Army Corps wants more study on oil pipeline

FILE – In this Sept. 9, 2016 file photo, More than a thousand people gather at an encampment near North Dakota’s Standing Rock Sioux reservation. The sprawling encampment that’s a protest against the four-state Dakota Access oil pipeline has most everything it needs to be self-sustaining - except a federal permit to be there. The camp near the confluence of the Missouri and Cannonball rivers in North Dakota is on U.S. Army Corps of Engineers land. (AP Photo/James MacPherson)
FILE – In this Sept. 9, 2016 file photo, More than a thousand people gather at an encampment near North Dakota’s Standing Rock Sioux reservation. The sprawling encampment that’s a protest against the four-state Dakota Access oil pipeline has most everything it needs to be self-sustaining - except a federal permit to be there. The camp near the confluence of the Missouri and Cannonball rivers in North Dakota is on U.S. Army Corps of Engineers land. (AP Photo/James MacPherson)

BISMARCK, N.D. (AP) – The Army Corps of Engineers has finished a review of the disputed Dakota Access pipeline but says it wants more study and tribal input before it allows it to cross under the Missouri River in North Dakota.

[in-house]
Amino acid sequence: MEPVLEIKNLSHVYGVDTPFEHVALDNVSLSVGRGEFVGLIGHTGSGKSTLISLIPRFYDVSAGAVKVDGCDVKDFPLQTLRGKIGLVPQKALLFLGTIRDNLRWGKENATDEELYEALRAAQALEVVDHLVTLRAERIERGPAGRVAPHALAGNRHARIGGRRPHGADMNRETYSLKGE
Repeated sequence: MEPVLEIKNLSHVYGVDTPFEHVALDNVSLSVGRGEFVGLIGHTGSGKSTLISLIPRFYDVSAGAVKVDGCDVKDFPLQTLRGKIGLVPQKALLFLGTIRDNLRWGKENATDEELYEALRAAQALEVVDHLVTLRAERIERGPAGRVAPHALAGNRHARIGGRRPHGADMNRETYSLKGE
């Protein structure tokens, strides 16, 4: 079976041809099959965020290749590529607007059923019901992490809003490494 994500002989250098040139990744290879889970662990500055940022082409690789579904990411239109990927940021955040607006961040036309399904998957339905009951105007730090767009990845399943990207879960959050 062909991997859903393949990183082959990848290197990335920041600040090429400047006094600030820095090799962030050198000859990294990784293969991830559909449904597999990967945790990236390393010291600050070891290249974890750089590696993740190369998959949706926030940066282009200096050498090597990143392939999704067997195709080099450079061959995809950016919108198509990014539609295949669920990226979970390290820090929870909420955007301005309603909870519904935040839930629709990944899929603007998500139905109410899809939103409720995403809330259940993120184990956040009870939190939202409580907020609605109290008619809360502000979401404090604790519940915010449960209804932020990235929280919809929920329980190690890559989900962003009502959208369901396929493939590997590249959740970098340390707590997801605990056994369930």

The corps had given permission to pipeline developer Energy Transfer Partners permission, but in September it said more analysis was warranted in the wake of American Indian concerns.

The Standing Rock Sioux says the $3.8 billion, four-state pipeline threatens its drinking water and cultural sites. ETP disputes that and says it’s preparing to bore under the river.

Army Assistant Secretary Jo-Ellen Darcy says in a letter to company officials and tribal Chairman Dave Archambault that “additional discussion with the Standing Rock Sioux Tribe and analysis are warranted.”

Darcy says the Army will work with the tribe on a timeline.

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